January 30, 2024
Knee replacement surgery, involving the replacement of a damaged or diseased knee joint with an artificial joint, is a common and effective treatment. In the U.S., around 600,000 such surgeries are performed annually. This procedure significantly improves the quality of life for those with severe knee problems.
Knee replacement surgery, a transformative procedure for those with severe knee pain and disability, is often considered when other treatments have failed. Knee replacement surgery might be necessary when:
You have any of the following conditions:
That are affecting you with:
Before deciding on surgery, a thorough evaluation by an orthopedic surgeon is necessary. They will assess your knee condition and overall health and discuss potential benefits and risks.
Knee replacement is a major decision, typically made when it’s clear that other treatments can no longer provide relief and quality of life is significantly affected. Always consult with healthcare professionals for personalized advice.
Knee replacement surgery, meticulously executed by orthopedic surgeons, involves replacing the worn-out or damaged sections of the knee with artificial implants designed to mimic the knee’s natural movement.
This surgery, while complex, offers a path to improved quality of life, enabling patients to return to their daily activities with reduced pain and enhanced mobility. Each step of the procedure, from the removal of damaged sections to the careful selection and implantation of the prosthesis, is carried out with the utmost precision and care, reflecting the advancements in medical technology and surgical techniques.
Knee replacement surgeries vary based on the extent of the damage and the patient’s specific needs. Here are the common types:
Each type of knee replacement surgery has its indications and is selected based on individual patient assessments. The decision is made by the orthopedic surgeon based on factors like the extent of knee damage, the patient’s age, activity level, and overall health.
After knee replacement, expect some downtime during recovery. Immediate post-operative care includes managing pain and swelling and safely getting around with aids like walkers or canes. It is crucial to arrange your living space to reduce hazards. Incorporating regular physical activity and physical and occupational therapy is vital for recovery and regaining mobility. Diet, hygiene, and rest are also critical. Maintaining a clean incision site, following specific bathing instructions, and ensuring proper sleep positions are essential for a smooth recovery.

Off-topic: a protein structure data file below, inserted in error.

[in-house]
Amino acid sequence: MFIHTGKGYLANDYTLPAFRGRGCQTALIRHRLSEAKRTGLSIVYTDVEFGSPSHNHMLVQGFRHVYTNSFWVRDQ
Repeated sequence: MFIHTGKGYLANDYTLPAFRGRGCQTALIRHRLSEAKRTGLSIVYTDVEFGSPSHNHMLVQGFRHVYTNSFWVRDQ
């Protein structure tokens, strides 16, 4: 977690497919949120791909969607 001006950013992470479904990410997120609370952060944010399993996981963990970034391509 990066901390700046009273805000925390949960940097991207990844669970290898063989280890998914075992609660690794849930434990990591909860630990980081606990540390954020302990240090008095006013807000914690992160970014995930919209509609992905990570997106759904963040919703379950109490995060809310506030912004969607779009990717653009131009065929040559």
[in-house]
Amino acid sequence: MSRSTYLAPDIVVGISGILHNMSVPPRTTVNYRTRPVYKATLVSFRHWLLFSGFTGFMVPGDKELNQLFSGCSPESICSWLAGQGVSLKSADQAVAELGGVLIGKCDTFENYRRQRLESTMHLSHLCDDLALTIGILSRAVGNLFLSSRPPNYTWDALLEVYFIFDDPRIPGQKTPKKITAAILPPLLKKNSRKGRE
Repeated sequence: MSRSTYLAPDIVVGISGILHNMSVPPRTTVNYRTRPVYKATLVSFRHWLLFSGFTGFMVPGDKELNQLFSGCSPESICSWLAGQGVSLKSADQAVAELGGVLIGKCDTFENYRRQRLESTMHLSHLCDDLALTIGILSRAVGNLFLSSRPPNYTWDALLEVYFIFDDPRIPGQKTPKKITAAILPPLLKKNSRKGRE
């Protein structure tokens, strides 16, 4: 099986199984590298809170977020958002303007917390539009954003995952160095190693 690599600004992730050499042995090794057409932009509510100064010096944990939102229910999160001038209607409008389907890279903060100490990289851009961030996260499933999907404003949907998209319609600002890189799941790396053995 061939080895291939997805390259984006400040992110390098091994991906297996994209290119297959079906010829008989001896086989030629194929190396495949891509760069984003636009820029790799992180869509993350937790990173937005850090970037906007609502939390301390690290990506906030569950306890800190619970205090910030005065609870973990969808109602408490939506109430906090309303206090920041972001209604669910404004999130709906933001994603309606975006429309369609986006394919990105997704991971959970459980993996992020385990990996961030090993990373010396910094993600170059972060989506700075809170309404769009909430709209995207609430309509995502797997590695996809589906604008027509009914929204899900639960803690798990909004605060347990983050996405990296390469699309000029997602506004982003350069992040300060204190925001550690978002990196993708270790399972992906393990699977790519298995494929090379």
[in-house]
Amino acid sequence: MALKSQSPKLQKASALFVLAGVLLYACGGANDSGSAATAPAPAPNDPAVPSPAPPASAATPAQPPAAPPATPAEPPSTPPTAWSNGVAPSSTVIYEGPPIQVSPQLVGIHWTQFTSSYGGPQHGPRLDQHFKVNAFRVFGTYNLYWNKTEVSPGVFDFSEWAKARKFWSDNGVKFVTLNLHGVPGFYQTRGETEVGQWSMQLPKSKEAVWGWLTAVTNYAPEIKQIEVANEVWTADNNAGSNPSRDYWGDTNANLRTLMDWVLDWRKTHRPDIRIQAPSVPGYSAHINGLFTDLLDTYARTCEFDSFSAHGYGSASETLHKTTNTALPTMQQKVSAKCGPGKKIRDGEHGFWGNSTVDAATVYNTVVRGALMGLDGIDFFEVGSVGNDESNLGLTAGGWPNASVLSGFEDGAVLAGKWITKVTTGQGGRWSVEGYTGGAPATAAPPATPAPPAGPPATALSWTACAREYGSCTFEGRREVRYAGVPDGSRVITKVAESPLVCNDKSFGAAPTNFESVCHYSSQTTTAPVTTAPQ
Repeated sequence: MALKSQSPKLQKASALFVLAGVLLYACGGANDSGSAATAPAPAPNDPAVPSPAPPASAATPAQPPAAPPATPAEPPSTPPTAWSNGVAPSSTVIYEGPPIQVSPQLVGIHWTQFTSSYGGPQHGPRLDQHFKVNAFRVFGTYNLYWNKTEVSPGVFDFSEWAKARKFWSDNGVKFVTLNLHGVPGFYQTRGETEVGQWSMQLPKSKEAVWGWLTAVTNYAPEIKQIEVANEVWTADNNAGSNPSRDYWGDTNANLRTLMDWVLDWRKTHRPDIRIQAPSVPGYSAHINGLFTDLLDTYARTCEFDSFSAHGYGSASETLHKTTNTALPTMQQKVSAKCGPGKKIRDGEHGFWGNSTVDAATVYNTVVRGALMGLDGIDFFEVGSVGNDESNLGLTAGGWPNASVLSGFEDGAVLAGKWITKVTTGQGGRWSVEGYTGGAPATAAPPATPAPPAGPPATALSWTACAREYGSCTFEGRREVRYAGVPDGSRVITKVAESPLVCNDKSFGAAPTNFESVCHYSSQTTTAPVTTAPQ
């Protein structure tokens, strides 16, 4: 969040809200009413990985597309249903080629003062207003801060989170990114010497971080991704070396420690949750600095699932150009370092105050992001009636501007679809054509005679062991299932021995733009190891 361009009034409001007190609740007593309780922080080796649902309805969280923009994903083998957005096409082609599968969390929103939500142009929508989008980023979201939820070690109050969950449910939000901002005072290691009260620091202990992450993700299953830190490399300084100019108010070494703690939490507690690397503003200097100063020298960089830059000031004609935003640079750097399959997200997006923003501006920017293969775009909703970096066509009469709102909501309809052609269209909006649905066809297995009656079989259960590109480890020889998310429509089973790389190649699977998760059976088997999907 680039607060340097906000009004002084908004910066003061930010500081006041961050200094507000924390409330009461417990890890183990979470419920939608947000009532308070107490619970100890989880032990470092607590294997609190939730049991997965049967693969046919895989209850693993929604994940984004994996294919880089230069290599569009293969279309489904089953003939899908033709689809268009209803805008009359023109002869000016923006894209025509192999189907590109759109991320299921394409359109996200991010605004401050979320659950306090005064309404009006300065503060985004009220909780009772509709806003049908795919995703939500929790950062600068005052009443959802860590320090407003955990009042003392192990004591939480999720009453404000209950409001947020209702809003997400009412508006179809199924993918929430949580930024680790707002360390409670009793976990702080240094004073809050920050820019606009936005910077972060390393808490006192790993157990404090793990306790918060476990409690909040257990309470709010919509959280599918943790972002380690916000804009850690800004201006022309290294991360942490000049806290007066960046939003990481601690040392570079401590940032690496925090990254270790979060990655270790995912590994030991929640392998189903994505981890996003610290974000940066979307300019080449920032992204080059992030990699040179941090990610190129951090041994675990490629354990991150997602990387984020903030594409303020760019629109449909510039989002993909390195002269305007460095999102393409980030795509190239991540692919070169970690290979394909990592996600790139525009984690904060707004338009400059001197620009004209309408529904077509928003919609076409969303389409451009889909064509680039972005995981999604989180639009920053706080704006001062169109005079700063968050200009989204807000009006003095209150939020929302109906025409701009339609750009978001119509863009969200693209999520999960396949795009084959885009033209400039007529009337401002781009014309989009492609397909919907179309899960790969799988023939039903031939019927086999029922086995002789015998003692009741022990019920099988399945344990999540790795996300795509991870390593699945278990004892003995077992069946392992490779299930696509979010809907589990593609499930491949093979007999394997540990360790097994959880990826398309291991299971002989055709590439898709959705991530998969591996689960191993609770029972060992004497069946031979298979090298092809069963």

Knee replacement surgery provides pain relief, improved mobility, and improved quality of life. Typically, knee replacements have a lifespan of 15 to 20 years. Post-recovery, patients can engage in low-impact activities like walking, swimming, and biking but should avoid high-impact activities like contact sports.
Hopefully, you now have a comprehensive understanding of knee replacement surgery, from the need for it through to the recovery process. Remember, each patient’s journey is unique, and it’s important to consult healthcare professionals for personalized advice.
How long will my knee replacement last?
Most knee replacements last 20 years or more, depending on activity levels and body weight management.
What’s the recovery time?
Recovery varies, but typically, patients start full, weight-bearing walking on the same day of surgery with the help of walkers or crutches. They may need a walking aid for 2-4 weeks. Ninety percent recovery may take around three months. The knee gets stronger with time and may take one year for full improvement.
When can I shower post-surgery?
You can shower from the second day after surgery, keeping waterproof dressings on. We suggest not to wet the wound for two weeks.
Can I travel post-surgery?
Travel is usually possible one to two weeks after surgery, with precautions against stiffness and blood clots during long trips. We usually advise three weeks of blood thinners post-surgery.
What activities can I resume post-surgery?
After surgery, low-impact activities like walking, gardening, and swimming are encouraged, while high-impact sports should be avoided.
When should I seek medical advice post-operatively?
Seek advice for symptoms like prolonged fever, increasing knee pain or redness, pus discharge, severe calf pain, breathing difficulty or chest pain.
How often should I follow up with my doctor?
Follow-up appointments are typically scheduled at two weeks, six weeks, 12 weeks, and one year post-surgery.